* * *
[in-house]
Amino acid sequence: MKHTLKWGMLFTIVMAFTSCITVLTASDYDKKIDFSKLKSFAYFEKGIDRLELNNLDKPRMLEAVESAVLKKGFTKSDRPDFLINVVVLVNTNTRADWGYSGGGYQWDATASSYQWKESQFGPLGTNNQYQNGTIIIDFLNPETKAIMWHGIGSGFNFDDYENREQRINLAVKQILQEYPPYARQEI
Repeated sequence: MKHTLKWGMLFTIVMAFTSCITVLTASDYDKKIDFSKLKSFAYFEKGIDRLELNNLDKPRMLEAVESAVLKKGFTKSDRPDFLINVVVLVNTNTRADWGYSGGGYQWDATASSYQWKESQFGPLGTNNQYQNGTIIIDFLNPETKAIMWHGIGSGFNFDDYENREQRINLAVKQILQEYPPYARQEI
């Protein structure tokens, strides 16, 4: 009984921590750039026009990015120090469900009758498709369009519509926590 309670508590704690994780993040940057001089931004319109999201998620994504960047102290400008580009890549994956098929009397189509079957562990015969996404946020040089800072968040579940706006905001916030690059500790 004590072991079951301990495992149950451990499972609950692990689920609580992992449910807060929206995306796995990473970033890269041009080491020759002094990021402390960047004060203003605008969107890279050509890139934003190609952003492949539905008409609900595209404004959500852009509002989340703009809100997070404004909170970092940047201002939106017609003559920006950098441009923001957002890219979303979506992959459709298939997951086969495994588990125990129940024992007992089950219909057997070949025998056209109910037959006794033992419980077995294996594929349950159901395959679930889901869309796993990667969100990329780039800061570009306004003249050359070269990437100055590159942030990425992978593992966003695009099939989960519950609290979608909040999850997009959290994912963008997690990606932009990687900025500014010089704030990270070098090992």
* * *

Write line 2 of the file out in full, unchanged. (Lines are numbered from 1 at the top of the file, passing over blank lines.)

Amino acid sequence: MKHTLKWGMLFTIVMAFTSCITVLTASDYDKKIDFSKLKSFAYFEKGIDRLELNNLDKPRMLEAVESAVLKKGFTKSDRPDFLINVVVLVNTNTRADWGYSGGGYQWDATASSYQWKESQFGPLGTNNQYQNGTIIIDFLNPETKAIMWHGIGSGFNFDDYENREQRINLAVKQILQEYPPYARQEI